Bench-Pressed: A Judge Recounts the Many Blessings and Heavy Lessons of Hearing Immigration Asylum Cases

Bench-Pressed: A Judge Recounts the Many Blessings and Heavy Lessons of Hearing Immigration Asylum Cases

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by Susan L. Yarbrough

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Every year, thousands of people seek asylum in the United States because they have been persecuted in other countries due to their race, religion, nationality, social group, or political opinion. In seeking refuge and protection, these immigrants must rely on the American court system to help them achieve safety from the great harm they have suffered.

In her

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Every year, thousands of people seek asylum in the United States because they have been persecuted in other countries due to their race, religion, nationality, social group, or political opinion. In seeking refuge and protection, these immigrants must rely on the American court system to help them achieve safety from the great harm they have suffered.

In her unique and compelling judicial memoir, Susan Yarbrough, a former US immigration judge, highlights five significant asylum cases that she heard and decided during almost eighteen years on the benchcases that profoundly changed her not only as a judge, but also as a person.

Yarbrough recounts heartrending testimony described against the background of the countries in which the persecution took place, following each account with personal reflections on how she was emotionally and spiritually transformed by each person who testified. From Josué Maldonado, persecuted in El Salvador because of his religion, to Daniel Quetzal, an Indian from Guatemala who was tied naked to a pole and tortured because of his political opinion, the cases that the author shares provide an unforgettable glimpse into the lives of courageous people who risked everything for peace and freedom in the United States.

Bench-Pressed is the story of five asylum seekers and the judge who was irrevocably changed by the intersection of her life with theirs.

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A Judge Recounts the Many Blessings and Heavy Lessons of Hearing Immigration Asylum Cases


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Copyright © 2013 Susan L. Yarbrough
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ISBN: 978-1-4759-7542-0


Persecution on Account of Race: Esteban Marcial Mosqueda of Cuba


The island now called Cuba was discovered by Christopher Columbus during his voyage to the New World in 1492. By 1514 the Spanish Empire had colonized the island after brutal suppression and massacres of the indigenous people, who were understandably reluctant to work for their new European masters. In the absence of a ready and willing pool of laborers, the Spanish eventually began importing slaves from Africa to work in the burgeoning and profitable tobacco, sugar cane, and coal-mining industries—a practice that continued until slavery was abolished in Cuba in 1886.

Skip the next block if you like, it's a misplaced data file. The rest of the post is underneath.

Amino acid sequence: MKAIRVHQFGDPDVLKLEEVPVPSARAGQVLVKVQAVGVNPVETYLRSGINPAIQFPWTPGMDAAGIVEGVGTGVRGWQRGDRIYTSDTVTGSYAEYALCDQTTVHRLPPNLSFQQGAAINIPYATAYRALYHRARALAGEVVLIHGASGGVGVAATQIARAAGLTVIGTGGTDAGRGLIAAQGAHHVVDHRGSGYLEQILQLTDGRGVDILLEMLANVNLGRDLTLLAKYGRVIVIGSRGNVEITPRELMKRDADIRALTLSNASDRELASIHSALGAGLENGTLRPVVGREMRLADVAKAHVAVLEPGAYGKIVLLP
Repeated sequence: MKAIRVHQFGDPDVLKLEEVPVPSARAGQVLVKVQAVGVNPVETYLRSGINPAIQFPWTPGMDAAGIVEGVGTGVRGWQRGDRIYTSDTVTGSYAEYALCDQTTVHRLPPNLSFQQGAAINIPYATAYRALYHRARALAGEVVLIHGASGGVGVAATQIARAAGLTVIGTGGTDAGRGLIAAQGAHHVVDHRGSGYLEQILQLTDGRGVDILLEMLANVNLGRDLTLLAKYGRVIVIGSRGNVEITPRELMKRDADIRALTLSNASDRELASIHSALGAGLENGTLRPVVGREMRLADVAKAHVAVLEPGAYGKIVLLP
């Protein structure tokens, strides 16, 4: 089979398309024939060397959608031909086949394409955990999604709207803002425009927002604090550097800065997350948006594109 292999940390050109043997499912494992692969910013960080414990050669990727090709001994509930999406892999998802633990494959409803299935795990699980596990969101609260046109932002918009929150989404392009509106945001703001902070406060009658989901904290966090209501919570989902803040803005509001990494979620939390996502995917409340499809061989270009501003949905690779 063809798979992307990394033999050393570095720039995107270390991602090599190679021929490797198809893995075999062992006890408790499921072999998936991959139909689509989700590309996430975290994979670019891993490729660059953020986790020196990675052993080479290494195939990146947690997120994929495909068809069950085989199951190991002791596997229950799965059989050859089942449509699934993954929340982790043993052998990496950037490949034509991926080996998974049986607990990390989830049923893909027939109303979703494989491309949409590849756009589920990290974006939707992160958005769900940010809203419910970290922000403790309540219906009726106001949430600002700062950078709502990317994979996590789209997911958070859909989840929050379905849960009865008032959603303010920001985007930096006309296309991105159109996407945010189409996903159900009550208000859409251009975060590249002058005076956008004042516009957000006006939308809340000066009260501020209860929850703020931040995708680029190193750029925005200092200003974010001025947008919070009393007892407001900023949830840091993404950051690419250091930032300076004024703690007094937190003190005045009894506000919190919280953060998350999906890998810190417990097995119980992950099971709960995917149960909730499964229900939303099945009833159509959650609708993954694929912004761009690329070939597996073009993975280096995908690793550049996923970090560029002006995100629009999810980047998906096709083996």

Except for a short period in the eighteenth century when it was held by Great Britain, Cuba was ruled by Spanish governors until it gained independence in 1902 following four years of United States occupation at the end of the Spanish-American War in 1898. For the next four decades, Cuba democratically elected a series of presidents, many of whom proved ineffective in dealing with the corruption that arose in response to increased prosperity. After World War II, Cuba enjoyed a boom in its economy, health services, and educational opportunities, but many of these gains were undermined by the government of Fulgencio Batista, who had been elected president in 1953.

On January 1, 1959, under pressure from the United States and a growing number of opposition citizen and guerrilla groups within Cuba, Batista fled the country. Backed by his own followers as well as other rebel armies and groups that had been gathering with him in the mountains, Fidel Castro stepped into the void. Six days later, the United States recognized the Castro government and sent a new ambassador to the island.

Within months of seizing power, however, Castro purged all of his political opponents (and even some of his supporters), took over the media and schools, and instituted a one-party Communist system that brooked no opposition or questions. By the summer of 1959, the stunned Eisenhower administration began planning the ouster of Fidel Castro, and relations between the two countries deteriorated rapidly as it became apparent from his public statements that the new dictator wanted nothing to do with the United States.

Soon after his inauguration in January 1961, President John F. Kennedy authorized the notorious Bay of Pigs invasion in which a US-trained force of approximately 1,300 Cuban exiles invaded the southern coast of Cuba with the intention of overthrowing the Castro government. Castro's armed forces defeated the invaders within three days.